This paper provides a retrospective look at a systems-oriented research program, on the increasing occurrence of parasitic weeds in rainfed rice in sub-Saharan Africa, to qualitatively assess merits and identify challenges of such approach. We gained a broad contextual overview of the problem and different stakeholders' roles, which enabled identification of entry points for innovations in parasitic weed management. At the crop level parasitic weed infestation is associated with poor soil fertility and water management. Farmers' infrequent use of inputs to control them was caused by various factors, ranging from fears of undesired side effects (agronomic) to a lack of quality control of products (institutional). Furthermore, there may be enough extension agents, but they lack the required training on (parasitic) weed management to provide farmers with advice, while their organizations do not provide them with the necessary means for farm visits. At even higher organizational levels we observed a lack of coherent policies on parasitic weed control and implementation of them. Merits and challenges of an integrated multi-stakeholder and multi-level research project are discussed.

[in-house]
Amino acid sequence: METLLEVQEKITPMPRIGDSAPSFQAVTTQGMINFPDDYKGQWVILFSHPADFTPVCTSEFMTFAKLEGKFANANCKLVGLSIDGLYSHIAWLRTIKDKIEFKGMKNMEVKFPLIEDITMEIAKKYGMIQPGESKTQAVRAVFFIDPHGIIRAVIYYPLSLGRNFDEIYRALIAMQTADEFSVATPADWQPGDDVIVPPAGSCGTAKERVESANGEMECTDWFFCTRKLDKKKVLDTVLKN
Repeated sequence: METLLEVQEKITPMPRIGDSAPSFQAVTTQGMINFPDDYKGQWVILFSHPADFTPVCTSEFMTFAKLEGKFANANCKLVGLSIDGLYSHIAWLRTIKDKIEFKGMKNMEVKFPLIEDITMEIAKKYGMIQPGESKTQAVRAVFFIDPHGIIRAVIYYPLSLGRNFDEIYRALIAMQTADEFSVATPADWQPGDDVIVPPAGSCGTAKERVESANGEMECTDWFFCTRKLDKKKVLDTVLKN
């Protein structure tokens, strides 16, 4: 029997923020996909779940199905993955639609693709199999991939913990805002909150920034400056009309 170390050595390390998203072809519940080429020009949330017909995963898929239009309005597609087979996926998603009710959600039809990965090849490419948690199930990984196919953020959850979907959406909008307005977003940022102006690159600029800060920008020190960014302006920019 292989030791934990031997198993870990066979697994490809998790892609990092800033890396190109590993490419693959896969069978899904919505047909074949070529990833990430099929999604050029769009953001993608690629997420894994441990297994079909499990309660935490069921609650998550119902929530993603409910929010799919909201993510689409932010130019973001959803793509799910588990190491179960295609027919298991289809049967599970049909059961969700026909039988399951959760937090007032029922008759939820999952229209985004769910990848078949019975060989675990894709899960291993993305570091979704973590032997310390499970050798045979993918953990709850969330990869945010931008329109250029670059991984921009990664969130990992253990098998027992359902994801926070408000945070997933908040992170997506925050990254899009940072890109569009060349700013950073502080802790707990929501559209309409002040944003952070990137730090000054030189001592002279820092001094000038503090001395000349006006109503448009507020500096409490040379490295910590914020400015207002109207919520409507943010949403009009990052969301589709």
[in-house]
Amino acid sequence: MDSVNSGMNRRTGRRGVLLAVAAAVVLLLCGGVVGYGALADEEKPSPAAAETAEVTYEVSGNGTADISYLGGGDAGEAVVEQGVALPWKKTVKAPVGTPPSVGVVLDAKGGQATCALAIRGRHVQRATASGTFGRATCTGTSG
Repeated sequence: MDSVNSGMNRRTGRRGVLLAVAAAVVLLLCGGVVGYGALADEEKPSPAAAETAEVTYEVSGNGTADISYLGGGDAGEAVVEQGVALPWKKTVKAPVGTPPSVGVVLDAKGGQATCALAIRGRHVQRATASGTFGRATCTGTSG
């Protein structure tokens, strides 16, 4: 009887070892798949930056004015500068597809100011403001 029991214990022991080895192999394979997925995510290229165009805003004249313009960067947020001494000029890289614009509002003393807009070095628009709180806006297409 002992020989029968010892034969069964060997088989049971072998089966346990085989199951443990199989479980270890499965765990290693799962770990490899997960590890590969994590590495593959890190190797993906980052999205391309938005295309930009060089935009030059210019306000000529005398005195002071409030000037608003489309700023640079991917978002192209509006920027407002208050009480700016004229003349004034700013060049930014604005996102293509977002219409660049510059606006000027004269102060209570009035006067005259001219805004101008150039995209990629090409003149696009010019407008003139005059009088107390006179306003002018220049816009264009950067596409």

|Journal||International Journal of Pest Management|
|Publication status||Published - 2015|
- agricultural innovation systems (AIS)
- crop protection
- farmer participation